• 15. Table 1b. Global total demand for farm output from population and from all sources in selected years from 1961 to 2050 1961 1975 2000 Variant 2025 2050 Total agricultural demand relative to the year 2000 Population only 50 67 100 Low 124 127 Medium 131 150 High 138 176 Total agricultural demand Low 135 152 from income, energy, environmental demands Medium 143 179 High 151 209 Source: CAST 45 (2010) Herdt; March 26, 2014
  • 16. Table 2. Index numbers of agricultural production, global FAOSTAT 2004-2006 = 100 World 2001-02 2004-06 2007-09 2010-12 % ‘10-’12 vs ‘01-’02 Total Agriculture 90.1 100.0 108.3 115.5 28% Food 90.3 100.0 108.7 115.8 28% Cereals 91.9 100.0 108.7 112.9 23% Livestock 91.6 100.0 108.0 113.9 24% Source Extracted from FAOSTAT March 5, 2014 Herdt; March 26, 2014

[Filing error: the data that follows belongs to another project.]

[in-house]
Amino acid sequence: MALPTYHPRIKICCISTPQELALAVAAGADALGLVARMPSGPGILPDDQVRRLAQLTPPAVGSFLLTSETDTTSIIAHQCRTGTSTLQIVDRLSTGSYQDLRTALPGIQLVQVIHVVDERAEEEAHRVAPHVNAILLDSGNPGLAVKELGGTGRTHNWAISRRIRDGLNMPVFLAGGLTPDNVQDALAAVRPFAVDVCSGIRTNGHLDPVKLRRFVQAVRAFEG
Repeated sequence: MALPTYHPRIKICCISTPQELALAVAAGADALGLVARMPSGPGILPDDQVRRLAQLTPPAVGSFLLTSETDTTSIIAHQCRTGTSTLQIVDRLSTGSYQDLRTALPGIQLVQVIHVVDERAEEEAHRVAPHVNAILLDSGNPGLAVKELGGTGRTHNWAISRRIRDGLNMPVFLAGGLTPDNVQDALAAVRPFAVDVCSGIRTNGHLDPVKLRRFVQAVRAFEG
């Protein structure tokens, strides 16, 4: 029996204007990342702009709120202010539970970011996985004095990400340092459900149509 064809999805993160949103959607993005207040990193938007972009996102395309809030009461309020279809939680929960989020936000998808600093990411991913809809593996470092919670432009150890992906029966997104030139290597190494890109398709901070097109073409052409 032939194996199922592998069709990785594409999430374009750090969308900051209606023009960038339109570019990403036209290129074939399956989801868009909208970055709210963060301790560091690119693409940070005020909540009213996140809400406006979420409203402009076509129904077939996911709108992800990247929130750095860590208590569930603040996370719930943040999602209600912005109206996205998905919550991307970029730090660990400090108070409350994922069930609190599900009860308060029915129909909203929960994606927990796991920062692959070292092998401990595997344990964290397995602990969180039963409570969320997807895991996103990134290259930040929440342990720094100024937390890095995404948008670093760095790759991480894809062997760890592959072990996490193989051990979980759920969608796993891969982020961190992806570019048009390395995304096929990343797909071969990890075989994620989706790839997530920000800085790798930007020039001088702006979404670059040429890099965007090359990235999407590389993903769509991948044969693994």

• 17. Table 3. Index numbers of agricultural production, Global and Africa FAOSTAT 2004-2006 = 100 Region 2001-02 2004-06 2007-09 2010-12 % ‘10-’12 vs ‘01-’02 Total Agriculture, World 90.1 100.0 108.3 115.5 28% Total Agriculture, Africa 84.8 100.0 107.6 119.2 40% Food, Africa 84.4 100.0 108.3 119.9 42% Cereals, Africa 91.6 100.0 108.0 113.9 24% Livestock, Africa 86.4 100.0 112.2 121.7 41% Source Extracted from FAOSTAT March 5, 2014 Herdt; March 26, 2014
  • 18. Table 4. How much food consumption is adequate? Average kg/capita/yr, 2006-2009 (FAOSTAT) and constructed Cassava Maize Rice Wheat Beans Fruits & Veggies Meat Bangladesh 1 7 171 17 1 46 4 India 6 5 68 55 3 114 4 Haiti 31 20 42 27 7 90 16 Dominican R 11 6 47 28 5 213 54 Malawi 72 134 5 6 5 85 6 S Africa 1 100 16 63 3 76 52 Low-income Inadequate 50 100 190 10 1 50 2 Low-income Adequate 5 10-50 50-100 25-50 6 100 25 Herdt; March 26, 2014